Common Mac Computer Problems
A Rundown of Common Mac Computer Problems
While a Mac computer is reliable and secure for the most part, they still have their quirks whether it be due to the operating system or an unexpected hardware issue. Over the years, Mac users have been hard pressed to find significant issues especially after the introduction of El Capitan. Of course every version of OS X has required a few bug fixes or security updates, but aside from this, they are dependable. So what are the most common Mac computer problems users experience these days?
In this article we will cover some of the most surfacing issues users see when using their Mac computers. Even with a solid operating system, it is still possible to experience a “dilemma” from time to time. Below you will find 4 issues often experienced by the typical Mac users. These are not common to a specific operating system or install. Instead, they can happen whether you are using the most recent OS version or an earlier one. Remember to back up your computer when possible before making significant fixes or changes outside of the ones discussed below.
Now, let’s get started!
Quick Solutions for 4 Common Mac Computer Problems
1. Mac Seems to be Running Slow
As you use your Mac, files are stored in numerous locations from the Downloads folder to important documents or system cache. Regardless of where they are stored, the space adds up causing a lull in operations. The following are big contributors to this problem:
- Resource dominating applications
- Lack of system memory
- Not enough hard drive space
- Incompatibilities or defects (hardware and software)
In these situations, the first step is to determine where the problem is surfacing. Is an application slowing down the computer or is it a lack of space on the drive? Sometimes an application can be hogging up all your resources thus slowing down the overall performance of your computer. To check your memory, open Spotlight and type in Activity Monitor.
Make certain the Memory Tab has been selected and then view the Memory Pressure Chart located at the bottom of the screen. The color green indicates no problems with your memory. If you see orange or red shown in the chart, it is a sign of a problem and will require further investigation.
Routine cleanup is essential to maintaining the performance of any Mac computer regardless of what operating system it uses. Take a few minutes to perform manual cleanup or use a utility designed to tackle this task for faster speed and performance. Don’t forget to remove unneeded files and apps from the computer occasionally as well.
2. An App Has Crashed or is Frozen
Apps may crash for several reasons; however, the most common causes are a problem with the application itself such as a bug, incompatibility, or resource utilization problem. In these instances, the famous colored spinning beach ball icon will appear on the screen and leave you waiting impatiently for the application to respond (which could be a long time!). At other times, you will see a specific error message stating that the app has unexpectedly quit. One option is to ‘Force Quit’ the application, which can be done by completing one of the following steps:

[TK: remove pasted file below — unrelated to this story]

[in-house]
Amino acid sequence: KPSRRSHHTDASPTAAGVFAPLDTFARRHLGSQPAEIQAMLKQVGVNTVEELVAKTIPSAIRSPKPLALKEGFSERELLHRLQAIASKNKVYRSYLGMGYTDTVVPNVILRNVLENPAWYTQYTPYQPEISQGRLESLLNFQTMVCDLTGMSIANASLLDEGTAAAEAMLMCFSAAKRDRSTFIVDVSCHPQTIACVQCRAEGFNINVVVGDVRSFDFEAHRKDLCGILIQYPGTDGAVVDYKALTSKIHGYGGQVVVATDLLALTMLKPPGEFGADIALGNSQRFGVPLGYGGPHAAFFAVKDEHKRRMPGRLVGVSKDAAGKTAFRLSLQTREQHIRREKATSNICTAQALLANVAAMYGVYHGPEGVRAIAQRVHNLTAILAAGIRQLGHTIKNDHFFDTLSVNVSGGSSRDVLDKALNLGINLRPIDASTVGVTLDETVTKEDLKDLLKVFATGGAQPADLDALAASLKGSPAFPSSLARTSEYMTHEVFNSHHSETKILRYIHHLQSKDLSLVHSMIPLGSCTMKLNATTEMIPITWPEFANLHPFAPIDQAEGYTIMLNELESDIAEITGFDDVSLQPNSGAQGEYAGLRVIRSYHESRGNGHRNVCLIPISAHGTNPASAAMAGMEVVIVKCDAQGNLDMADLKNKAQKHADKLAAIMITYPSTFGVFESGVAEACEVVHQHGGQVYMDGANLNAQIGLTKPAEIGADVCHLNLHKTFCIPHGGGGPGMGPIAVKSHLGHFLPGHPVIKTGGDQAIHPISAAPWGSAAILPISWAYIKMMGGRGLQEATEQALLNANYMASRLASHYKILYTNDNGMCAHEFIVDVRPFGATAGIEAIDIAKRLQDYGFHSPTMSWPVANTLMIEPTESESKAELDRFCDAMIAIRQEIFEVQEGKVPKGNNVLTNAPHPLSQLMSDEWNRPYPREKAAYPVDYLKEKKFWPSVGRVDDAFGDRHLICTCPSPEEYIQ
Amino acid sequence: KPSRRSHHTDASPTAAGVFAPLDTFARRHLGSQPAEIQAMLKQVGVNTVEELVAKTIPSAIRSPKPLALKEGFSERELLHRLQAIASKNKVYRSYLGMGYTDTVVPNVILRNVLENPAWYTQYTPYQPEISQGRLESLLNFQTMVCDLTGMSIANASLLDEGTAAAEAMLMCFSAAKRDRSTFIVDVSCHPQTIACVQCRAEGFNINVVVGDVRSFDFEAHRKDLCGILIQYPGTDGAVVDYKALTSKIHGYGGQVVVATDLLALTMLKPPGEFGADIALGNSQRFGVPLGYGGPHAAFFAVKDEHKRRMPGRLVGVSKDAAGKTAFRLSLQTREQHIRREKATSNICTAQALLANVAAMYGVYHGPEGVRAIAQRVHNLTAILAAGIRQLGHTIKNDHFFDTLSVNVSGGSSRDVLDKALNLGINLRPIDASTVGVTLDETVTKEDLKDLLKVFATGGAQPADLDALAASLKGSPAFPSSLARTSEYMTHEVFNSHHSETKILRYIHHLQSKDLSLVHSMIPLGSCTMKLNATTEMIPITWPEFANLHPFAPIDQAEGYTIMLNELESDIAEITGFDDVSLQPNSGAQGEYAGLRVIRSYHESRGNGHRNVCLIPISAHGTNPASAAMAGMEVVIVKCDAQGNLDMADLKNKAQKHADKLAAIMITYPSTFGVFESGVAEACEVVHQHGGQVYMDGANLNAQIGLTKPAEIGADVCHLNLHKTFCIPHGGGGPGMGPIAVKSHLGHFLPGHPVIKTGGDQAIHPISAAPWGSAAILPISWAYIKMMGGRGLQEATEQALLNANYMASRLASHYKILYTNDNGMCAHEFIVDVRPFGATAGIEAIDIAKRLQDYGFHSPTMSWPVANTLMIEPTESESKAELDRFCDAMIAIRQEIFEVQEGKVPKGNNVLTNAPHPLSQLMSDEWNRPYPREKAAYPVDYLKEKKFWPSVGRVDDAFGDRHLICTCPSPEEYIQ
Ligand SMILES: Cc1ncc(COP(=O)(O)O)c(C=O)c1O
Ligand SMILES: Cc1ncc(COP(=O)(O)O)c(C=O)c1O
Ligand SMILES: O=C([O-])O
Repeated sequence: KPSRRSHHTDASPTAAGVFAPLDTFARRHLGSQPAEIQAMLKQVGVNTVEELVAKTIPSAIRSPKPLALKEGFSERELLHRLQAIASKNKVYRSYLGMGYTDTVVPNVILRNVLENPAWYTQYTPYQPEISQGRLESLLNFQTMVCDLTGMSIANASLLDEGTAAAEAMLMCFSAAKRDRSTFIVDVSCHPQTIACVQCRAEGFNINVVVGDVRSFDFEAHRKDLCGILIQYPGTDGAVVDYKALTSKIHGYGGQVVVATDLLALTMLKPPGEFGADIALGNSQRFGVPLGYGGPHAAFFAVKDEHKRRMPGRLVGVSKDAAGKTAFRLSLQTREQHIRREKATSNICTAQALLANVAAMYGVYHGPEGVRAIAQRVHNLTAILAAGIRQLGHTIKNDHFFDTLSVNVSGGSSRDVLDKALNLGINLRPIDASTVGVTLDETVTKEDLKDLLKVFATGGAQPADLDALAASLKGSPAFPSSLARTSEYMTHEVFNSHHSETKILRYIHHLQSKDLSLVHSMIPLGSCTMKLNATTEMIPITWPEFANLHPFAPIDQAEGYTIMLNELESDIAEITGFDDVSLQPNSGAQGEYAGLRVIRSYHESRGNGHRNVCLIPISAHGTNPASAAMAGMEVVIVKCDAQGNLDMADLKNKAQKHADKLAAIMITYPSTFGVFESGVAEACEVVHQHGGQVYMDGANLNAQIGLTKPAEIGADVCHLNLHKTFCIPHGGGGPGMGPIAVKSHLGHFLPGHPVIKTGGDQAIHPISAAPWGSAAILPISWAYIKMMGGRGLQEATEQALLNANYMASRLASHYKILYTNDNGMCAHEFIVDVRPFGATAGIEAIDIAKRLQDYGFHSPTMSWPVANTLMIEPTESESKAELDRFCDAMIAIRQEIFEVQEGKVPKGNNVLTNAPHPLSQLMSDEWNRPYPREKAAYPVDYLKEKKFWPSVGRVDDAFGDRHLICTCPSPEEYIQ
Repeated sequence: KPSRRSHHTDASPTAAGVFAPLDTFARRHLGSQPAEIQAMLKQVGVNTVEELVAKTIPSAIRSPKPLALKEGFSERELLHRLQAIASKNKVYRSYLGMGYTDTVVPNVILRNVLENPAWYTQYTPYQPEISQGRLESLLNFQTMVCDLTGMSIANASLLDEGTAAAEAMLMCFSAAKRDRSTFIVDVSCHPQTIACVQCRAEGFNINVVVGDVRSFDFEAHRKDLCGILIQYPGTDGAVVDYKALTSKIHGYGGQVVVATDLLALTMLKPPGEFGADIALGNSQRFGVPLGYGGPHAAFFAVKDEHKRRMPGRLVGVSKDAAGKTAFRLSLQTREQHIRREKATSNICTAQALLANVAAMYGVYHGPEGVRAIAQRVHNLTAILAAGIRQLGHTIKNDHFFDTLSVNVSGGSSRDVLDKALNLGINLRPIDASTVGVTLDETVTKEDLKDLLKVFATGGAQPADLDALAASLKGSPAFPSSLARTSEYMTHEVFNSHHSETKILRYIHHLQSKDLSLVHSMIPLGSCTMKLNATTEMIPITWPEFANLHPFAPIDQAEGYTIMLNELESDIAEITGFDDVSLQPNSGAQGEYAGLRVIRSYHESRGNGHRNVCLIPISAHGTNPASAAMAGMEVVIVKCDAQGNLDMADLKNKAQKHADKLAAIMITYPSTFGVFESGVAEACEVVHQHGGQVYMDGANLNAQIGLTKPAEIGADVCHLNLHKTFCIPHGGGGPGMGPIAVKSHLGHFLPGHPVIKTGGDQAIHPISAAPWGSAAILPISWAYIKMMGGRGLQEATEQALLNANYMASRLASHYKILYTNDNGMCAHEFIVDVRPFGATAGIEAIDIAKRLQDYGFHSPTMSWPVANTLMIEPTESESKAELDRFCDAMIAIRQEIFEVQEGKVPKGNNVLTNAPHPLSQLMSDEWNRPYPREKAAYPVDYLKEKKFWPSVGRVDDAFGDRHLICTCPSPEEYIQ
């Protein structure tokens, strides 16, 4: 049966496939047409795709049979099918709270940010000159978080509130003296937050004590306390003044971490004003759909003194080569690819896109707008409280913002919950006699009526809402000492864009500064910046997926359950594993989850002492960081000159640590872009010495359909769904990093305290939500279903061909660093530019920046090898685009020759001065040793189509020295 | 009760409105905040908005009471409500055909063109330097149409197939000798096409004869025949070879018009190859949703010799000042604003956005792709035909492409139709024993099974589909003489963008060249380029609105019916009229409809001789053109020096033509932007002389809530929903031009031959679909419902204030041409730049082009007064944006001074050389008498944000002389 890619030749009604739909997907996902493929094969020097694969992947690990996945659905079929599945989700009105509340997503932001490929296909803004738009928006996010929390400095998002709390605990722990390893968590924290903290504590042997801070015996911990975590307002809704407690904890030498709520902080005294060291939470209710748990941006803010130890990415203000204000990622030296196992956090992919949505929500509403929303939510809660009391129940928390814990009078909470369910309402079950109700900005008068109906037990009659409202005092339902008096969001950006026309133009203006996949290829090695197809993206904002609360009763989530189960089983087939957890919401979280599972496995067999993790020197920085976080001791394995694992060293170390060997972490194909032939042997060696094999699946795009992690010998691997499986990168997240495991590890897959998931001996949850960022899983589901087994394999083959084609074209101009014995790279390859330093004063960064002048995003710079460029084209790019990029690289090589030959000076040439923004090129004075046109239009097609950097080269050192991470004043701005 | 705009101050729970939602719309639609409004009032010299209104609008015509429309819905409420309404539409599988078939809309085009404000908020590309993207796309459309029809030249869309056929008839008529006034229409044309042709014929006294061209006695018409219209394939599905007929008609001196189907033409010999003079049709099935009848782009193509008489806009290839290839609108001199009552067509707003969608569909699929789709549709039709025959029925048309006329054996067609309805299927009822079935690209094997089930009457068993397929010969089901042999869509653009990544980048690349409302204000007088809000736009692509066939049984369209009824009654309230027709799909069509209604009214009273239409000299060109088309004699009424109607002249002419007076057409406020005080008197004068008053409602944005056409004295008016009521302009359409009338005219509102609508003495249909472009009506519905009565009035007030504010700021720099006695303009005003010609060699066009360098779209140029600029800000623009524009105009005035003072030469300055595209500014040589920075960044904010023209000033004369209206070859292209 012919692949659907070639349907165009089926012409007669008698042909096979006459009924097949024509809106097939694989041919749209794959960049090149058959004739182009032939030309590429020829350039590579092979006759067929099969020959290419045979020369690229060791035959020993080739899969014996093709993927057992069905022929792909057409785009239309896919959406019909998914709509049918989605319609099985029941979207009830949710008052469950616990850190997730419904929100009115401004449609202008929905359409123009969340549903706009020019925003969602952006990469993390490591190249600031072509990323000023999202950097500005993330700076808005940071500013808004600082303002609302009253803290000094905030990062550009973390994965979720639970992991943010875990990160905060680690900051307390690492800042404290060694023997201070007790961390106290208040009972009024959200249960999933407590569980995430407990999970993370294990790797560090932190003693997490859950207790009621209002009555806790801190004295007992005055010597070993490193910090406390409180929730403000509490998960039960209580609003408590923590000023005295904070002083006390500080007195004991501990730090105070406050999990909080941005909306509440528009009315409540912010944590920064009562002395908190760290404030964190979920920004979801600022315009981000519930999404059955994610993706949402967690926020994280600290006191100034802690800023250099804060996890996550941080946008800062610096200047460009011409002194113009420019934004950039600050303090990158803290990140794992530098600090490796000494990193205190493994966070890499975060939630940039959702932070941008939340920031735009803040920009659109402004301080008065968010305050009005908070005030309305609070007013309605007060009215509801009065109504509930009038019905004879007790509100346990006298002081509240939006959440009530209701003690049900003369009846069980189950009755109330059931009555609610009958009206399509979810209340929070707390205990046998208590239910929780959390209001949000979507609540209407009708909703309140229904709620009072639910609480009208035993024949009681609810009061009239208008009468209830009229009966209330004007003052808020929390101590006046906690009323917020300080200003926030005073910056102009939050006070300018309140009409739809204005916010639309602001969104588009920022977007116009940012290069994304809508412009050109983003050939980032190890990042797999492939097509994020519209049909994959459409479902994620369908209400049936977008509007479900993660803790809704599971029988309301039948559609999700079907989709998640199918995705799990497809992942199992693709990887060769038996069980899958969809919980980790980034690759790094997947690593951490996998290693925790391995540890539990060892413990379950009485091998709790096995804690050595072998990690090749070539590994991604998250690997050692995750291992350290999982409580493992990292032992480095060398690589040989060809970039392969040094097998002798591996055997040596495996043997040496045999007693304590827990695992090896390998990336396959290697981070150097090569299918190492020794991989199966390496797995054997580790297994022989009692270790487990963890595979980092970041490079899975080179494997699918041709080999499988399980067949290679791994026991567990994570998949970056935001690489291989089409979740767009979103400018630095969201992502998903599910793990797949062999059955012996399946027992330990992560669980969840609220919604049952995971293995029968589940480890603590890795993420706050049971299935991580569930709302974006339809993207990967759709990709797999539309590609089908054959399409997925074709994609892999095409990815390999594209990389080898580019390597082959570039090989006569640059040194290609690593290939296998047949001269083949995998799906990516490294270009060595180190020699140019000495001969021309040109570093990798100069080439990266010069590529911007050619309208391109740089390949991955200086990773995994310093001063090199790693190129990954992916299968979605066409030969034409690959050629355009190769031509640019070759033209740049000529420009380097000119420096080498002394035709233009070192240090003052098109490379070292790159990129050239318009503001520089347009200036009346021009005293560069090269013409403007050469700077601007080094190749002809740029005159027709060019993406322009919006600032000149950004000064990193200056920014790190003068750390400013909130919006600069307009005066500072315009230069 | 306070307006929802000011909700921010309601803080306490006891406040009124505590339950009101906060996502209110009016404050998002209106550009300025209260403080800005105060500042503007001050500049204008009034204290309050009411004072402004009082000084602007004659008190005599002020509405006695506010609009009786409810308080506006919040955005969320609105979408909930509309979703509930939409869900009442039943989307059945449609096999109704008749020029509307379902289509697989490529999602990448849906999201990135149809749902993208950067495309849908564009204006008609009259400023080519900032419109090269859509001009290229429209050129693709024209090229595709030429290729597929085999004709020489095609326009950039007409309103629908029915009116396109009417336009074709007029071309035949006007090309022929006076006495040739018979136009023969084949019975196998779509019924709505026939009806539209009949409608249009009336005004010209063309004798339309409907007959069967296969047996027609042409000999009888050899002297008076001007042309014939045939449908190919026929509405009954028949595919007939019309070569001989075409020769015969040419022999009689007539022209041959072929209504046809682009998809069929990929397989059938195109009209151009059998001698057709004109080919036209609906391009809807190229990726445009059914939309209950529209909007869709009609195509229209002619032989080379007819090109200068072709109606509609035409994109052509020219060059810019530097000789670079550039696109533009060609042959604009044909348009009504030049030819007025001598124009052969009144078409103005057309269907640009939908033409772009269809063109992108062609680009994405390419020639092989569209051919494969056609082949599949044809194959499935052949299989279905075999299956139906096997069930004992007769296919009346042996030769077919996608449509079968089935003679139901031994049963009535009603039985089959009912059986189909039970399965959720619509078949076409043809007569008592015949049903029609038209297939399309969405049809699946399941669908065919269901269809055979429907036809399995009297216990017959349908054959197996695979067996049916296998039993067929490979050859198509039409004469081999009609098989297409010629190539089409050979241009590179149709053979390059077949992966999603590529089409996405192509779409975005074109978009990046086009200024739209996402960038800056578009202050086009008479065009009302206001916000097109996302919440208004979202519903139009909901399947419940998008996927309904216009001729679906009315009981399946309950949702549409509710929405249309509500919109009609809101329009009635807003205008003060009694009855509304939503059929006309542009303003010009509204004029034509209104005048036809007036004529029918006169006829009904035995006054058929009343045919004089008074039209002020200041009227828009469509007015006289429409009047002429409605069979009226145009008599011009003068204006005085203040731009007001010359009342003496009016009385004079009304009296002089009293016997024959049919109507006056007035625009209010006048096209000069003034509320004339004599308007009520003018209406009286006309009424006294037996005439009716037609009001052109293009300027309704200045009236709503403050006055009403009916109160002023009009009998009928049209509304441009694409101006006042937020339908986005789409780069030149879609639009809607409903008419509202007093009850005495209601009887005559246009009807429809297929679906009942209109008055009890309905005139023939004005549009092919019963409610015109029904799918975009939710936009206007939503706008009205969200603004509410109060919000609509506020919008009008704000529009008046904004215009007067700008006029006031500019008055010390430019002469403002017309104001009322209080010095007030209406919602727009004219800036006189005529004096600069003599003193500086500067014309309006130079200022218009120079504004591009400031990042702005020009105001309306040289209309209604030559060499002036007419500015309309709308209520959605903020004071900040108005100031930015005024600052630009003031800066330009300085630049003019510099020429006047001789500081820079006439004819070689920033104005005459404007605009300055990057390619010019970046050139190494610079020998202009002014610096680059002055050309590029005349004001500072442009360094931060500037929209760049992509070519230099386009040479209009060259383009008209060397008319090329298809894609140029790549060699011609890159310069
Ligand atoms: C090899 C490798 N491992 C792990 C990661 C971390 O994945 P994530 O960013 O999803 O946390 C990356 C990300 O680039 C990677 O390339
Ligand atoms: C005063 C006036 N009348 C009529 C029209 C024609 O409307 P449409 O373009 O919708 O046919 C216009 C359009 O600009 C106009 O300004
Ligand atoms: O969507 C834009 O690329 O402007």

- Press these keys: CMD + OPTION + ESC.
- Click on the Apple Icon in the top left corner and then choose Force Quit.
Once this screen is open, you will need to click on the name of the non-responding application to select it. Then click on Force Quit at the bottom right of this window.
You can avoid these problems by keeping your applications up to date as well as monitoring your system memory. Be certain to not run multiple memory-hogging applications at once, and eliminate any unnecessary item that could be fighting for control of these resources.
3. Spotlight is Unresponsive
Spotlight specifically indexes everything on your Mac computer to make searching easier. This means it might naturally be slow or sluggish due to the number of items it must organize. For the most part, you will need to be patient if you want this feature to perform as designed. However, if the process needs to be sped up, there is an option: remove selections for items it indexes.
To do so, first access your System Preferences and then click on Spotlight:
Next, uncheck the checkbox for each item you do not want Spotlight to index on your Mac.
4. Mac Won’t Power Down
Have you ever had the problem where your computer won’t shut down even though all the proper steps have been taken? Sometimes an application will appear to be closed, but is actually still running processes in the background. If an app with unsaved documents or changes is running, this will prevent the Mac from shutting down.
Regardless of the root cause, not being able to shut it down is frustrating. There are three steps you can take to resolve this problem:
- Save all documents and files
- Force quit the application
- Manually power down the machine
The easiest resolution is to try saving any documents or other items capable of intervening with the shutdown. If this does not work, try to force quit the application (see the article section titled An App Has Crashed or is Frozen). If all else fails and even force quit is not working for you, the next best course of action is to manually power it down by holding down the Power button until it turns off. Make certain it is allowed to start back up properly after using this option.